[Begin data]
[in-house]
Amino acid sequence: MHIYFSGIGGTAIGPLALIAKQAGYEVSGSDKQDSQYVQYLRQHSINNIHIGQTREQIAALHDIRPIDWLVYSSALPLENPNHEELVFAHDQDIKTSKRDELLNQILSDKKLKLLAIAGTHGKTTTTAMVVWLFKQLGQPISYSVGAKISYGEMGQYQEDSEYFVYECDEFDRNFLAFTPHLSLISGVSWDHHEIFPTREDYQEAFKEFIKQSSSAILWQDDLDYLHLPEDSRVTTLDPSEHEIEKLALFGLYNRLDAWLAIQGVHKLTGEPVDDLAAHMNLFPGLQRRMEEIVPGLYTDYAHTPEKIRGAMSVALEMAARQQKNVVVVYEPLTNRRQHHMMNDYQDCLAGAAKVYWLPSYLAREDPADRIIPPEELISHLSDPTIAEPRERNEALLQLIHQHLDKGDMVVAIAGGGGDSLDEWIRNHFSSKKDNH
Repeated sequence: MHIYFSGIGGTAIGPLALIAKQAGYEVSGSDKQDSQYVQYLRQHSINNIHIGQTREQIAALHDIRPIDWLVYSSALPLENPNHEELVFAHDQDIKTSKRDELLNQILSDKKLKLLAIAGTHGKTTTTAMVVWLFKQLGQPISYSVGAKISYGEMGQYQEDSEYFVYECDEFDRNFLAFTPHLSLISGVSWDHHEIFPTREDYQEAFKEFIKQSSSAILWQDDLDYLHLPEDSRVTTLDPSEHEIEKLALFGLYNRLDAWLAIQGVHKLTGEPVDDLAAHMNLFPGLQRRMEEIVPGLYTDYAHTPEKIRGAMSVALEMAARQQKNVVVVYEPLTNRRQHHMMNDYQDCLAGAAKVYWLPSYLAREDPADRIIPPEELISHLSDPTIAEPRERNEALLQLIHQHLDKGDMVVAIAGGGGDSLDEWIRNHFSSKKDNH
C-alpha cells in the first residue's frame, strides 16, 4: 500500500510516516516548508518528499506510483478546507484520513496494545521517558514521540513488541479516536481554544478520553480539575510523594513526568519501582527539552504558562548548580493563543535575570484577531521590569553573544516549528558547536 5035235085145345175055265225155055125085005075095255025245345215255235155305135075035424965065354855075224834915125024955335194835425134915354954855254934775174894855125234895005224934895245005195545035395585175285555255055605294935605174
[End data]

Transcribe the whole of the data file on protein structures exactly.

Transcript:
[in-house]
Amino acid sequence: MHIYFSGIGGTAIGPLALIAKQAGYEVSGSDKQDSQYVQYLRQHSINNIHIGQTREQIAALHDIRPIDWLVYSSALPLENPNHEELVFAHDQDIKTSKRDELLNQILSDKKLKLLAIAGTHGKTTTTAMVVWLFKQLGQPISYSVGAKISYGEMGQYQEDSEYFVYECDEFDRNFLAFTPHLSLISGVSWDHHEIFPTREDYQEAFKEFIKQSSSAILWQDDLDYLHLPEDSRVTTLDPSEHEIEKLALFGLYNRLDAWLAIQGVHKLTGEPVDDLAAHMNLFPGLQRRMEEIVPGLYTDYAHTPEKIRGAMSVALEMAARQQKNVVVVYEPLTNRRQHHMMNDYQDCLAGAAKVYWLPSYLAREDPADRIIPPEELISHLSDPTIAEPRERNEALLQLIHQHLDKGDMVVAIAGGGGDSLDEWIRNHFSSKKDNH
Repeated sequence: MHIYFSGIGGTAIGPLALIAKQAGYEVSGSDKQDSQYVQYLRQHSINNIHIGQTREQIAALHDIRPIDWLVYSSALPLENPNHEELVFAHDQDIKTSKRDELLNQILSDKKLKLLAIAGTHGKTTTTAMVVWLFKQLGQPISYSVGAKISYGEMGQYQEDSEYFVYECDEFDRNFLAFTPHLSLISGVSWDHHEIFPTREDYQEAFKEFIKQSSSAILWQDDLDYLHLPEDSRVTTLDPSEHEIEKLALFGLYNRLDAWLAIQGVHKLTGEPVDDLAAHMNLFPGLQRRMEEIVPGLYTDYAHTPEKIRGAMSVALEMAARQQKNVVVVYEPLTNRRQHHMMNDYQDCLAGAAKVYWLPSYLAREDPADRIIPPEELISHLSDPTIAEPRERNEALLQLIHQHLDKGDMVVAIAGGGGDSLDEWIRNHFSSKKDNH
C-alpha cells in the first residue's frame, strides 16, 4: 500500500510516516516548508518528499506510483478546507484520513496494545521517558514521540513488541479516536481554544478520553480539575510523594513526568519501582527539552504558562548548580493563543535575570484577531521590569553573544516549528558547536 5035235085145345175055265225155055125085005075095255025245345215255235155305135075035424965065354855075224834915125024955335194835425134915354954855254934775174894855125234895005224934895245005195545035395585175285555255055605294935605174